Avian Expert Articles

A Printed Prosthetic For A Damaged Beak

Photo by Danielle-Aires
Tieta the Toucan before her prosthetic beak was attached (Photo by Danielle-Aires)

Our technological advances help to shape our future world into a more hospitable place. One of those technologies is 3D printing. A few months back, there was an article about a Toucan horribly abused by a group of teens in a village in Costa Rica. The bird, a young Toucan known to the villagers as Grecia, had his beak snapped off. In the past, this would have been a death sentence for the Toucan as the beak is essential for food gathering and protection from other aggressors. But, with science and the availability of 3D printing, a science that allows for precision development of a solid and three-dimensional ‘part’ via a printer using essential materials as ‘ink’, the natural obstacles can be cleared. Grecia has yet to receive his prosthetic beak, however, with extended therapies, and continued healing, Grecia will soon be outfitted with a proper replacement. For now, Grecia is being pushed into the fast lane by the treatment of another Toucan, who also suffered a beak injury.

Tieta the toucan with her new prosthetic beak. (Photo by Danielle-Aires)

According to a recent BBC article, in the early part of 2015, a Toucan was rescued who was missing the upper part of her beak, much like Grecia. It is not known whether she lost it due to mishandling by smugglers in the illegal trade of exotic birds, or if it was broken in a fight with another toucan in a box she was contained in. The injured bird was given the name Tieta, a warm personalization that bonds the caregivers with the bird.

The Instituto Vida Livre organization in South America began a project to help Tieta become outfitted with a 3D-printed beak prosthetic using an American manufactured 3D printer by 3D Systems (Rock Hill, SC). In time, a small plastic upper beak was created. On July 27 of 2015, the newly created beak was attached to Tieta in a short surgical procedure. With specialized training, Tieta was able to regain her natural ability to eat.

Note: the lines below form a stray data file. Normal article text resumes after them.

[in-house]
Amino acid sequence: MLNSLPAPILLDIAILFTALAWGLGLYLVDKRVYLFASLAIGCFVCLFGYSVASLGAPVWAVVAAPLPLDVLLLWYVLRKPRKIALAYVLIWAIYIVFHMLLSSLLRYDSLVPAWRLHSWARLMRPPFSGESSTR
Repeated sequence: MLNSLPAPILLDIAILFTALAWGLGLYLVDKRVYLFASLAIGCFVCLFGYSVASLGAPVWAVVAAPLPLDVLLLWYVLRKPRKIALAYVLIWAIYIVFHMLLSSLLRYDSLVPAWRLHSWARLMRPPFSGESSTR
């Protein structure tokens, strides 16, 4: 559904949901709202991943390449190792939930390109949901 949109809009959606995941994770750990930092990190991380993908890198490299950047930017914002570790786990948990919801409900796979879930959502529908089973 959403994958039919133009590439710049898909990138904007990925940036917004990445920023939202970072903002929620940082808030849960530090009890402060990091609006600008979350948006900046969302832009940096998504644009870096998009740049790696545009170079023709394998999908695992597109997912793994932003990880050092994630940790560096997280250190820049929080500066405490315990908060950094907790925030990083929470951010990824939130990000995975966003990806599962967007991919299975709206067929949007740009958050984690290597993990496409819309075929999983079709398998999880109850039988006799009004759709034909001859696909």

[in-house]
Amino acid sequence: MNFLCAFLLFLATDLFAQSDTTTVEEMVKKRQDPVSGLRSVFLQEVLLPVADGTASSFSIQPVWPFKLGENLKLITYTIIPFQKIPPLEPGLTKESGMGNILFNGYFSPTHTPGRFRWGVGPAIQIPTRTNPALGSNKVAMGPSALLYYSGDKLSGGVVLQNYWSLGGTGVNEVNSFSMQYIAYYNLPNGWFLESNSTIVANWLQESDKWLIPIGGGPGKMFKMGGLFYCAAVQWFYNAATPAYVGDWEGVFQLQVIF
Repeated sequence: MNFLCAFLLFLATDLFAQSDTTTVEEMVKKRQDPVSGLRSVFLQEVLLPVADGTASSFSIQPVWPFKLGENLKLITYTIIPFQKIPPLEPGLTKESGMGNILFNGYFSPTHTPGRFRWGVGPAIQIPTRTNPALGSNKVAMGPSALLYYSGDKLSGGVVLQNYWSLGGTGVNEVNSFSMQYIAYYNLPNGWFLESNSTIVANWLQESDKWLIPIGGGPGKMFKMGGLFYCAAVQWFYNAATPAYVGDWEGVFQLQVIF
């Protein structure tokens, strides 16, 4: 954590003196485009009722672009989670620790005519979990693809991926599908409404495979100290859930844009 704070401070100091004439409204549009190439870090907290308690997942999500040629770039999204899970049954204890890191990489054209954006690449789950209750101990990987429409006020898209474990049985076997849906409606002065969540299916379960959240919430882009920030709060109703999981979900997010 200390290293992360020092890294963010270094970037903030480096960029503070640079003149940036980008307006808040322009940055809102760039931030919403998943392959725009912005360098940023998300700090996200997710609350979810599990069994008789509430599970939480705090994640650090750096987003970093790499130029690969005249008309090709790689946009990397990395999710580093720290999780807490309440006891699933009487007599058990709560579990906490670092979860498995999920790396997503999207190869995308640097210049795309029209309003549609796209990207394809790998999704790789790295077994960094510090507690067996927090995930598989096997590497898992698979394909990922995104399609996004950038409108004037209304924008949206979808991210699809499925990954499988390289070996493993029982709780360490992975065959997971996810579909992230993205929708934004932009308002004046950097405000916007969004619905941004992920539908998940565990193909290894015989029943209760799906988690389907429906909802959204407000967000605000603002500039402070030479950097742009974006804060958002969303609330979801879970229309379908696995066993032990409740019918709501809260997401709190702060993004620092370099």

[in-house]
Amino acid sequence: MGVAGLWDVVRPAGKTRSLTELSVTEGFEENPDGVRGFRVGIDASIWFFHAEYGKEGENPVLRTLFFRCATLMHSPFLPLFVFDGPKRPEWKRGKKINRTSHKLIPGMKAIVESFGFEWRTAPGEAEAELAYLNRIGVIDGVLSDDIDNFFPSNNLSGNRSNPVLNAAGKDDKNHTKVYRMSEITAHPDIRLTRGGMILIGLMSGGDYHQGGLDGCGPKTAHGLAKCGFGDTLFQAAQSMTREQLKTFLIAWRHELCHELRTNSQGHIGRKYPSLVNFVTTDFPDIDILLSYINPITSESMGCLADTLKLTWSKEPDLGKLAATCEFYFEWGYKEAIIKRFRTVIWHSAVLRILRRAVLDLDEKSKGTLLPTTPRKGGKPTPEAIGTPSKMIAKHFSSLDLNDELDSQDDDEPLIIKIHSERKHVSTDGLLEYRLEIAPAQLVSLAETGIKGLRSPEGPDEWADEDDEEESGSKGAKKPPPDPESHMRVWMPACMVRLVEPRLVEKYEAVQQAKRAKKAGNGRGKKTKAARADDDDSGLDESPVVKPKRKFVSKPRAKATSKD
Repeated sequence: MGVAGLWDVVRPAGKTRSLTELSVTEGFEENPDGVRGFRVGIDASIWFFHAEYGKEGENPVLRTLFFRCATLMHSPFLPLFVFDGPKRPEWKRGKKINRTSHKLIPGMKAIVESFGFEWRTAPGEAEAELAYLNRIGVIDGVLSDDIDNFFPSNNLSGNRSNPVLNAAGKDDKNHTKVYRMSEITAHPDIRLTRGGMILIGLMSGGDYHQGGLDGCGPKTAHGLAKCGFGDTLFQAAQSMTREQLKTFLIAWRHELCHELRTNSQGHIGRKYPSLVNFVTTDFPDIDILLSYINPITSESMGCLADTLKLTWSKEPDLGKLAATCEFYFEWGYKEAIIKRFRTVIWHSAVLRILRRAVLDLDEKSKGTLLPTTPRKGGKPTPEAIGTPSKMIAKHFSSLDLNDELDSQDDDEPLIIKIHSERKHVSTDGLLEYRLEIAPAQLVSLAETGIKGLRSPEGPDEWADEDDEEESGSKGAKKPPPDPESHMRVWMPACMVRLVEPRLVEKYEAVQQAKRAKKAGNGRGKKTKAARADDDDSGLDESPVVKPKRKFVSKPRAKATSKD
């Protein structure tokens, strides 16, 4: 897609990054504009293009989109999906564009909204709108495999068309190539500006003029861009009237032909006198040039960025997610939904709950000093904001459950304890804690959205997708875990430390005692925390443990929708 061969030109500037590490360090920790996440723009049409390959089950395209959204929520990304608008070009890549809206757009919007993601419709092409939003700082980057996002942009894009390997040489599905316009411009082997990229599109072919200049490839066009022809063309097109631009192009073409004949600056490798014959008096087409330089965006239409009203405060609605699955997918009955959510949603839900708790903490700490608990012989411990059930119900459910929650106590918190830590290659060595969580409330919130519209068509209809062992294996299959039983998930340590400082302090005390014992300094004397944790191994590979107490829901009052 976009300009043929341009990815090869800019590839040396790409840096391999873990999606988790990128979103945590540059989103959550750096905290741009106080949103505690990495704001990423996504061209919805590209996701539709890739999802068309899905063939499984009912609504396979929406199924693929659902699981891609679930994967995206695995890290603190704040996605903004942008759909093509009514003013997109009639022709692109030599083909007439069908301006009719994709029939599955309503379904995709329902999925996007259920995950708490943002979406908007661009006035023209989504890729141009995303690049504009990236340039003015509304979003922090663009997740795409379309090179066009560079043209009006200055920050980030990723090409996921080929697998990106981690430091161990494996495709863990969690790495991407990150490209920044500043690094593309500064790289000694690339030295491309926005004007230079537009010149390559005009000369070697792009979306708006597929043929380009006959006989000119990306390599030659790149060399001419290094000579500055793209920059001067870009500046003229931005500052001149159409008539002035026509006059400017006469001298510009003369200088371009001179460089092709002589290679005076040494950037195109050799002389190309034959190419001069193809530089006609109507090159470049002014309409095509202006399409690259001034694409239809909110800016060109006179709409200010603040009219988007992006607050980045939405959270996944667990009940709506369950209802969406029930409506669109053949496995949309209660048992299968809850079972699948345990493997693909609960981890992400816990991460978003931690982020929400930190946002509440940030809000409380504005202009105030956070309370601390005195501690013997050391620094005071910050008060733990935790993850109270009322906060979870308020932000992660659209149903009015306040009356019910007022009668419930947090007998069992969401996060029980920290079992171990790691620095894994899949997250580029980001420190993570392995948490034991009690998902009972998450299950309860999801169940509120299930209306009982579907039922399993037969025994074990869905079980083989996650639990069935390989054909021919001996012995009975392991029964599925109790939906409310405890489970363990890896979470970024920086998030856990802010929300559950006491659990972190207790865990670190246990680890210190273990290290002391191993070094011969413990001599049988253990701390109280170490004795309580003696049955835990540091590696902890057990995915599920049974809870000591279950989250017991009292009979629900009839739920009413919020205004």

According to the BBC, the director of Instituto Vida Livre explained that Tieta had redeveloped a natural trust in her beak, enough to start eating live creatures like maggots, and cockroaches soon after the attachment of the prosthetic. Also stated by the director, it would be unlikely that the new prosthetic would allow reintroduction into a wild environment. But it certainly will give Tieta the ability to be herself, once again.

It is hoped that the advancement of Tieta with her new prosthetic beak will also assist in the development of a beak for Grecia. As Grecia gets closer to being outfitted with one of his own, much will be understood to make the transition even smoother.

With two Toucans in the public eye getting new 3D-printed prosthetic beaks, the stage is being scientifically set for future Toucans who will, unfortunately, suffer the same abuses or mishaps. With a better understanding of the procedures, needs of the Toucans better understood, and the need to possibly retrain a bird after attachment, the future of our beautiful birds who become injured are becoming more and more assured.

It should be an eye-opening study of the miraculous effects of 3D-printed parts. Science has been able to “print” working vessels, bones, and many other useable things that include the building of a complete house in a short period of time. Tieta and Grecia are but two lucky recipients of this life-enhancing technology that is advancing every day. The future of humanity and medical science will enrich all of our lives.

YouTube video of Tieta with newly attached beak

Photo by Danielle-Aires
Photo by Danielle-Aires
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